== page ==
Floodplains once covered wide stretches along European rivers, but today only fractions of them remain. These ecosystems have an important role to play in reducing flood risks and are also the natural habitat of many endangered species. A new report by the European Environment Agency (EEA) provides an overview of significant floods in Europe and looks at the role of floodplains in flood protection, water management and nature conservation.

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Forests can help prevent floods and droughts

Forests can retain excess rainwater, prevent extreme run-offs and reduce the damage from flooding. They can also help mitigate the effects of droughts. A new report published today by the European Environment Agency (EEA) provides an overview of the water-retention potential of European forests.

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Europeans continue enjoying high-quality bathing waters

Ninety-five per cent of the monitored bathing sites in the European Union met minimum standards for water quality in 2014. Water quality was excellent at 83 % of the sites, an increase of almost 1 percentage point compared to 2013.

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River Mur recognised for effective river basin management

The River Mur flows from Austria, Slovenia, Hungary and Croatia before reaching Drava, a tributary of the Danube. The organisation managing the Mur Basin was awarded the second European River Prize during the 6th European River restoration conference (ERRC) in Vienna yesterday.

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River basin management relies on effective public participation

Rivers are home of many thousands of wildlife species, vital arteries for farmland, a source of cooling for industry, flood regulation, navigation channels and source of drinking water, to name just a few important functions. Such multiple demands on water bodies mean that many different groups need to be actively involved in managing a river basin.

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Extreme weather driving countries to adapt to climate change

Adapting to climate change has reached the political agenda in most European countries, according to the most comprehensive analysis of adaptation in Europe published to date. Extreme weather events and EU policies were the most common reasons for beginning to address adaptation.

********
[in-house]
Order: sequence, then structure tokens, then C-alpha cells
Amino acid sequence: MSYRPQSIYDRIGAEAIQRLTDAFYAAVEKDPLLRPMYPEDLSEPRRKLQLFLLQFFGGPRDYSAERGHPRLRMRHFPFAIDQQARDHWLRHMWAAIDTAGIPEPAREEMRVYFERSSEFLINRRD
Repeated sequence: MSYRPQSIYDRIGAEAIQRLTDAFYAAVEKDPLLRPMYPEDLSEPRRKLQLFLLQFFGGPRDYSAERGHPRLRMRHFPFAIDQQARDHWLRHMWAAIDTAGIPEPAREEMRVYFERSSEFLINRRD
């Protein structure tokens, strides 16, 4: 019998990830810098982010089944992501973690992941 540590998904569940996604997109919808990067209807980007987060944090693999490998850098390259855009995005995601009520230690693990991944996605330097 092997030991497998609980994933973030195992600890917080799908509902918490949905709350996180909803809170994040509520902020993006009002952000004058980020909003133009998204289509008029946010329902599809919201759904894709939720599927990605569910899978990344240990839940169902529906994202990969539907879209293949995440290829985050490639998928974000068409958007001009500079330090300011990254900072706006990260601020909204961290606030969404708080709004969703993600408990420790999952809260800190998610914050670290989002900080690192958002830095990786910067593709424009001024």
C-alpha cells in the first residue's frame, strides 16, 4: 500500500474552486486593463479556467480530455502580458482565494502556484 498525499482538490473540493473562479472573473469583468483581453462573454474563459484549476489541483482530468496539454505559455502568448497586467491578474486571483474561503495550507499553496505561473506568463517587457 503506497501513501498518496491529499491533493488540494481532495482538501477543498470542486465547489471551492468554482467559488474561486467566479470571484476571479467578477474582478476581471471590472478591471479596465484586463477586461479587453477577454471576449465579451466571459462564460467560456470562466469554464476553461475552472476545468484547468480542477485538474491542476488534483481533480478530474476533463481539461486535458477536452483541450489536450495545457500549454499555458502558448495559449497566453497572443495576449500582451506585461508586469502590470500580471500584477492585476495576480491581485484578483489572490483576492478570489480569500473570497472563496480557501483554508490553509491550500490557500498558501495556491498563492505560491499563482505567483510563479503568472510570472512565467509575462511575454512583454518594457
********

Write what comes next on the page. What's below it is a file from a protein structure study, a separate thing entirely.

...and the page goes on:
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Europe’s climate continues to change

The period from 2004-2013 was the warmest decade on record in Europe. Many other changes significant for Europe have been observed across the climate system, including warming oceans, rising sea level and shrinking snow cover, ice sheets, sea ice and glaciers.

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Water quality excellent at most of Europe's bathing sites

The water at Europe's beaches, rivers and lakes was generally of high quality in 2013, with 95 % of these sites meeting minimum requirements. Coastal sites performed slightly better than inland bathing waters, the data shows.

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Improving transparency in water services

The average European directly uses approximately 130 litres of water per day. Better access to data on water supply and treatment may help Europe use this precious resource more efficiently, according to a new report on water utilities.

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Water: nutrient and heavy metal pollution 'decoupling' from growth

European households are generating lower levels of nutrient pollution in water, despite a growing population. In a similar example of 'absolute decoupling', levels of some pollutants from agriculture and manufacturing have fallen in recent years, while the economic production of these sectors has grown.

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Water: Charging full cost can encourage more efficient use

Flat-fee water charges are still common in parts of Europe. Such schemes, where users pay a fee regardless of the volume used, do not encourage efficient behaviour, either in households or agriculture, according to a new report from the European Environment Agency (EEA).

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River Rhine commended for river basin management

The River Rhine has won the first ever International River Foundation (IRF) European River Prize, which is given for remarkable achievements in integrated river basin management. The other finalists were the Órbigo River in Spain, the Upper Drau in Austria, and the Mura-Drava-Danube in Central Europe.

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European Environment Agency (EEA)
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Denmark
Phone: +45 3336 7100